TADA! YOUTH THEATER's original production, The History Mystery, is running now at the TADA! Youth Theater (15 West 28th Str. 2nd Floor). With book by Janine Nina Trevens, music by Eric Rockwell and lyrics by Margaret Rose, The History Mystery is directed by Ms. Trevens. Starring members of TADA!'s Resident Youth Ensemble, this limited engagement runs now through February 19th.
The History Mystery is a musical time travel adventure. Through the magic of Study Hall, three teenagers (played by Maddy Abrahams, Romello Rodriguez and Elsa Chung) meet Martin Luther King Jr., Eleanor Roosevelt as well as other American luminaries as children. Our protagonist teens learn how their actions today can impact the people they might become tomorrow, as they help these luminaries to find their voices and become icons.
I completely understand and appreciate the undertaking Trevens, Rockwell and Rose take on with The History Mystery. History is an oft-underappreciated subject and, like Art, often completely pushed aside in favor of Math and Science. The History Mystery creative team does a good job expressing the importance of History education and the impact it can have on today's children. I did question a couple of plot points. Other than Eleanor Roosevelt, I felt like the choice of female luminaries was thin at best. I also felt that the plot point revolving around one of the teen's grandmother and a Japanese interment camp was a bit tasteless.
Artistically, The History Mystery is solid. The costume designs successfully expressed each time period the teens encountered. The set design accomplished this as well. The music was pleasant and there was nice mixture of multimedia as well. If anything, the scene transitions could have been tightened.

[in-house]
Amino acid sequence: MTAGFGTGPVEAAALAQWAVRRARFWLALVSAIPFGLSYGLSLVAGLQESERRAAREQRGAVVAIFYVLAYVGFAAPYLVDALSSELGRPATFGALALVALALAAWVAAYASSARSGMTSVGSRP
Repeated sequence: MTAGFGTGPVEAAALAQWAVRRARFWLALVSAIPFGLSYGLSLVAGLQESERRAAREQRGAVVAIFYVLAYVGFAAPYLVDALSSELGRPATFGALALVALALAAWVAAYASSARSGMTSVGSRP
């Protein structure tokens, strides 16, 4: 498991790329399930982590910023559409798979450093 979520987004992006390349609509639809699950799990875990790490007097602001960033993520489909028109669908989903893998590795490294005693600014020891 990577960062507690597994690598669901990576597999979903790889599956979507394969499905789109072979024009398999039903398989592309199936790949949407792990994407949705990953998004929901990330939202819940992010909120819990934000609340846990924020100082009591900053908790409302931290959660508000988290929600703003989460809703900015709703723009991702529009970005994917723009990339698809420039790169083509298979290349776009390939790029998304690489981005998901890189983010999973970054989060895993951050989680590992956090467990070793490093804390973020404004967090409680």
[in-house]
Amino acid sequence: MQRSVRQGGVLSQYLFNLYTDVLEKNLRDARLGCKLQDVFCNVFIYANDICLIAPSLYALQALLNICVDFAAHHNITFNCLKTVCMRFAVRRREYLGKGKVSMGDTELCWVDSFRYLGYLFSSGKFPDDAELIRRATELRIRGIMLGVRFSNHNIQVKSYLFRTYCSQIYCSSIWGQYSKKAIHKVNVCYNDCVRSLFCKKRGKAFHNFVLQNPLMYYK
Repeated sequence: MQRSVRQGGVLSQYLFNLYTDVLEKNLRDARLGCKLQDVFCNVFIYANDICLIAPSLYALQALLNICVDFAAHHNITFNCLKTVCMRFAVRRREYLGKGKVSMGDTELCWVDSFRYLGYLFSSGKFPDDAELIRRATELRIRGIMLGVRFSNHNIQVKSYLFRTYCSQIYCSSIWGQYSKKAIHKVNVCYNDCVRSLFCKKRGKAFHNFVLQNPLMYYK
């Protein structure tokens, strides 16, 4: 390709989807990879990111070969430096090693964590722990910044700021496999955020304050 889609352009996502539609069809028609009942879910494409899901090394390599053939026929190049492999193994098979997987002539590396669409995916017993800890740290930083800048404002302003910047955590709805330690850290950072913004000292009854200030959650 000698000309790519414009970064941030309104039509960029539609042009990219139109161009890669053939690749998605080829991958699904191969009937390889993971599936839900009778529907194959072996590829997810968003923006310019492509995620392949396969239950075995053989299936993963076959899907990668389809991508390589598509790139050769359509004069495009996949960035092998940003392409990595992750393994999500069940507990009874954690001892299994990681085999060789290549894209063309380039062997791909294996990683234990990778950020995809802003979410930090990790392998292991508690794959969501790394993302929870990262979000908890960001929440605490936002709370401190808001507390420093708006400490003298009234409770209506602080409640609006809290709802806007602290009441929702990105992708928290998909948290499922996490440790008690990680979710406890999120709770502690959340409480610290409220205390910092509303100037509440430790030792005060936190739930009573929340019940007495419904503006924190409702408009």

The cast included children between the ages of 8 and 18 from the New York City area. These kids are all members of TADA!'s Resident Youth Ensemble, participating in free year-round personal and professional development. TADA! has been recognized by the President's Committee on Arts & Humanities as well as the Drama Desk for its strides in Arts Education.
Overall, this is not a show you are going to find yourself going to, unless you have a relative in the cast. Nonetheless, several points should be made about the children's performance. For a cast, where not one person was over the age of 18, their singing and dancing was good. A definite bright point was the Suffragette number, "Our Fight Isn't Over Yet." Donna Faizon was adorable as the Suffragette Leader and the dance number was tight. Another strong point was the Martin Luther King scene. Derek Johnson, who plays a young Martin Luther King Jr., plays the famed Civil Rights leader with restraint and empathy far beyond the actor's ten years of age. He found a lovely humanity to this famed icon without forecasting King's ultimate fate.
The show runs less than an hour and there is no intermission. Tickets are still available for the entirety of the run. They are $25 for adults and $15 for students. Check out www.tadatheater.com/currentseason.asp for more information.